Sustainable lessons after watching Mrs. Harris goes to Paris
I just watched 'Mrs. Harris goes to Paris' and if you like Fashion here are some sustainable reasons why you should watch the movie.
Do not take this as a serious movie, it is just a fun romanticised movie around Fashion in the 50s. Yet, some fashion and especially sustainable lessons from the past can be highlighted after watching the movie.
First, going into a brief History of Fashion recap, Christian Dior is the last great modiste at the end of the Golden Century of Fashion when fashion was around haute couture, high society and bespoke experiences. It is a true delight to see in the big screen all those beautiful clothes from Dior that redefined fashion. Also, as seen in the movie, it is shown how during those last years of the 50s fashion was transformed into a more accessible industry through the model ‘ready-to-wear’, as the markets became more modern, practical and democratised. It is not only about how new markets and models were introduced to the fashion business, but about the moment when modistes became fashion designers as a way to understand they create products and lifestyles beyond fashion itself.
Now, to the main topic: sustainability.
Mrs. Harris as a housekeeper, she works mending garments, too. She is presented actually as an expert in repairing clouds. This is an old practice that new generations have left behind, since fashion became shorter and clothes disposable. Let’s be honest, a pair of socks can barley be repaired nowadays. Also, less and less people know how to mend clothes or as simple as sew a button.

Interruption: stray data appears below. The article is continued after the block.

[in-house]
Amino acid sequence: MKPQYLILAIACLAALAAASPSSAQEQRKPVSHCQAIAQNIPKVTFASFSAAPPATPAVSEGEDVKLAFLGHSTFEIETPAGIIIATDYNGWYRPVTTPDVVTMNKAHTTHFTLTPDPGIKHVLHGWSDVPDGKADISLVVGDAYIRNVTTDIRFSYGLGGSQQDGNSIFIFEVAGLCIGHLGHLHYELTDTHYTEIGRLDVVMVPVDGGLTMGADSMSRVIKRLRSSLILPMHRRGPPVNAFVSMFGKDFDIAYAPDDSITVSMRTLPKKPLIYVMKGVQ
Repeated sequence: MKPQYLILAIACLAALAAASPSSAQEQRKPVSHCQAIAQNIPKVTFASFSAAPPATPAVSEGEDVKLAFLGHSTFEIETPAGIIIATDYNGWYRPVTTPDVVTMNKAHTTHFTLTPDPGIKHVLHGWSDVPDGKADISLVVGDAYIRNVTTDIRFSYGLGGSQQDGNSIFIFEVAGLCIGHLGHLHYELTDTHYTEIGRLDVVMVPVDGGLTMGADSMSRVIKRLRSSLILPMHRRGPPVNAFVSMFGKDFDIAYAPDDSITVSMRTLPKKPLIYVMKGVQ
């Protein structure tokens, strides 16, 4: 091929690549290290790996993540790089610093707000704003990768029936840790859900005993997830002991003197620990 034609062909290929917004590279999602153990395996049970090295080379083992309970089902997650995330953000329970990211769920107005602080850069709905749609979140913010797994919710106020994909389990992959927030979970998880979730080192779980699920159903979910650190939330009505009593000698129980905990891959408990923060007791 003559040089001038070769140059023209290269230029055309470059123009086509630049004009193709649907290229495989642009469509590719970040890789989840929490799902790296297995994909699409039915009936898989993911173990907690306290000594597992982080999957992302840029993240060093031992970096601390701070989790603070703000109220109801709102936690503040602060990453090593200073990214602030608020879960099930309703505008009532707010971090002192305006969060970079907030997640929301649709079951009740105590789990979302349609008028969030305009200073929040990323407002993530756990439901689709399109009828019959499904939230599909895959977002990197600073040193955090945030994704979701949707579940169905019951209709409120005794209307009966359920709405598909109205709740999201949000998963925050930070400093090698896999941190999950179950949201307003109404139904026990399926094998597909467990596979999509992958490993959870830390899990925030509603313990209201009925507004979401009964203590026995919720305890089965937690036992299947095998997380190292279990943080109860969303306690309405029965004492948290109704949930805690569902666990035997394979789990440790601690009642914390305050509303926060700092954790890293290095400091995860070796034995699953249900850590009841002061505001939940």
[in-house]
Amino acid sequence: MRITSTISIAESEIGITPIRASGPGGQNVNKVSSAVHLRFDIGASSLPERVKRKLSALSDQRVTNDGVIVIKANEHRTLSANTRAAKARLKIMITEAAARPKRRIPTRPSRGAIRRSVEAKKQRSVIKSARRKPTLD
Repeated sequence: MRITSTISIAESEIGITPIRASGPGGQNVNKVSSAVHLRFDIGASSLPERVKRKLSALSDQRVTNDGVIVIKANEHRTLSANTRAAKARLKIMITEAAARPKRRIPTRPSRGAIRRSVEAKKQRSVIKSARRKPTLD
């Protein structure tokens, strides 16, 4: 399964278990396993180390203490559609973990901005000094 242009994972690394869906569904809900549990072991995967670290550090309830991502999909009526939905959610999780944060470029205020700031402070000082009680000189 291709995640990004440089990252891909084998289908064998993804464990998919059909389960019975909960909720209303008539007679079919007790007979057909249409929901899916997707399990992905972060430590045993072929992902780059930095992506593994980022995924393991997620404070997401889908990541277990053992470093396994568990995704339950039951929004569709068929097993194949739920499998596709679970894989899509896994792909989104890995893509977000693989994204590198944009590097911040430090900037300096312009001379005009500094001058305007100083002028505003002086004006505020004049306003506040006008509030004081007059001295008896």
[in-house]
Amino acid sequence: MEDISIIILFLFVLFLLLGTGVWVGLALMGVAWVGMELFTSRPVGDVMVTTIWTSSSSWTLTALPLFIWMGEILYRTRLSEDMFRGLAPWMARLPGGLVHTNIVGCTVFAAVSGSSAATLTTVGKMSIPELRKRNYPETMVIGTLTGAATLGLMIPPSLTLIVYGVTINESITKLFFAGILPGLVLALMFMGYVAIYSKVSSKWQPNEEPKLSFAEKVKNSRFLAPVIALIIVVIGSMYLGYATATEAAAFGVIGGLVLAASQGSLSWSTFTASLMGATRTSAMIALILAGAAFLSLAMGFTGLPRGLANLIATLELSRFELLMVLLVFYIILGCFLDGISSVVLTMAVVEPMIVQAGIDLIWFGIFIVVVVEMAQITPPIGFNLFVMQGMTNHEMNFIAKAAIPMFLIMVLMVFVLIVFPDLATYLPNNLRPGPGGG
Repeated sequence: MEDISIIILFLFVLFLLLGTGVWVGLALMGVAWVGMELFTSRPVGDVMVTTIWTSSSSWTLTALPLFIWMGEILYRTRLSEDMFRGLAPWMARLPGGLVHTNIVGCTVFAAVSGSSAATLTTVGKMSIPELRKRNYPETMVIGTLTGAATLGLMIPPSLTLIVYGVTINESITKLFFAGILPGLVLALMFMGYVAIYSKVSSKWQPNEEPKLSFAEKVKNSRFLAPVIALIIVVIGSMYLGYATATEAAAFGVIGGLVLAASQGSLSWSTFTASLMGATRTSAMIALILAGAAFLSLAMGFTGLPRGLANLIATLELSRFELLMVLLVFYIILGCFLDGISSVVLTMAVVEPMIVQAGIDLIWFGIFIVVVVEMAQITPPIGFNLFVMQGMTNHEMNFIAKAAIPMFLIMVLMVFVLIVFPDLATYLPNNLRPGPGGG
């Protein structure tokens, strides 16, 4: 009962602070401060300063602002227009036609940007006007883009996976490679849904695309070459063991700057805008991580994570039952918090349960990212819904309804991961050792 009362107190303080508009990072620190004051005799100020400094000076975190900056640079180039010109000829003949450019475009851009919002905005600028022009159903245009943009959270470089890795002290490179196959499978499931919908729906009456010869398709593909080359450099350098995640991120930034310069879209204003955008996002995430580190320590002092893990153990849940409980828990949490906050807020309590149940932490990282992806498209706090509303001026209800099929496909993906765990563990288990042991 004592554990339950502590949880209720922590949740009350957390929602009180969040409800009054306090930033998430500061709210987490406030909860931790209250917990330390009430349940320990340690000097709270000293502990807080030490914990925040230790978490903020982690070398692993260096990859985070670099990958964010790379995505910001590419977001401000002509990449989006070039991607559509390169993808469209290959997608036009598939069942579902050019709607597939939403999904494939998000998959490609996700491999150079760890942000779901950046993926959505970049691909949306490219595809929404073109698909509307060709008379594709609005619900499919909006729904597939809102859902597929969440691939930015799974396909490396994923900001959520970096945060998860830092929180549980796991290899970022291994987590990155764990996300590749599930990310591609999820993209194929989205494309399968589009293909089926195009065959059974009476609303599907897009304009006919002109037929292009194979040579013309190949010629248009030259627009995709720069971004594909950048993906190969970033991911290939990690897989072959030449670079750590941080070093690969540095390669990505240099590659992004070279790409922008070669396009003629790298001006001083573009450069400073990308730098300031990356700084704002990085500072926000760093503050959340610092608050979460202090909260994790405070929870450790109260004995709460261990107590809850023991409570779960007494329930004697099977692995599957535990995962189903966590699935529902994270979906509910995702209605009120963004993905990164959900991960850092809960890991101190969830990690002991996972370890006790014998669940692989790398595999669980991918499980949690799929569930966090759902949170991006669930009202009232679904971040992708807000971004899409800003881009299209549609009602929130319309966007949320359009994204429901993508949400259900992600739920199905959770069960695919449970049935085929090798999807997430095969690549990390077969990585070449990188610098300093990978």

So, first big lesson: REPAIR your clothes and products. Remember that before recycling, buying or throwing away, repairing and remanufacturing are two relevant options.
The second lesson is to: SHARE your clothes. Specially among women this is a normal habit but it has to be enhanced. There is no point on having your clothes without use in your closet. Share them and ask for clothes among your peers. This is a way of giving live to the garments and reduce the necessity of buying.
Without spoiling any big detail, even when sharing comes wrong in the movie, at the end there are good consequences for Mrs. Harris and for Dior as a brand because of sharing the dream dress. Then, let’s keep this lesson alive. Let’s share.
So, important to keep in mind, as part of the circular economy repairing and sharing (or even giving away) are two ways of continuing the cycle before disposal. It is never late to bring back this sustainable practices.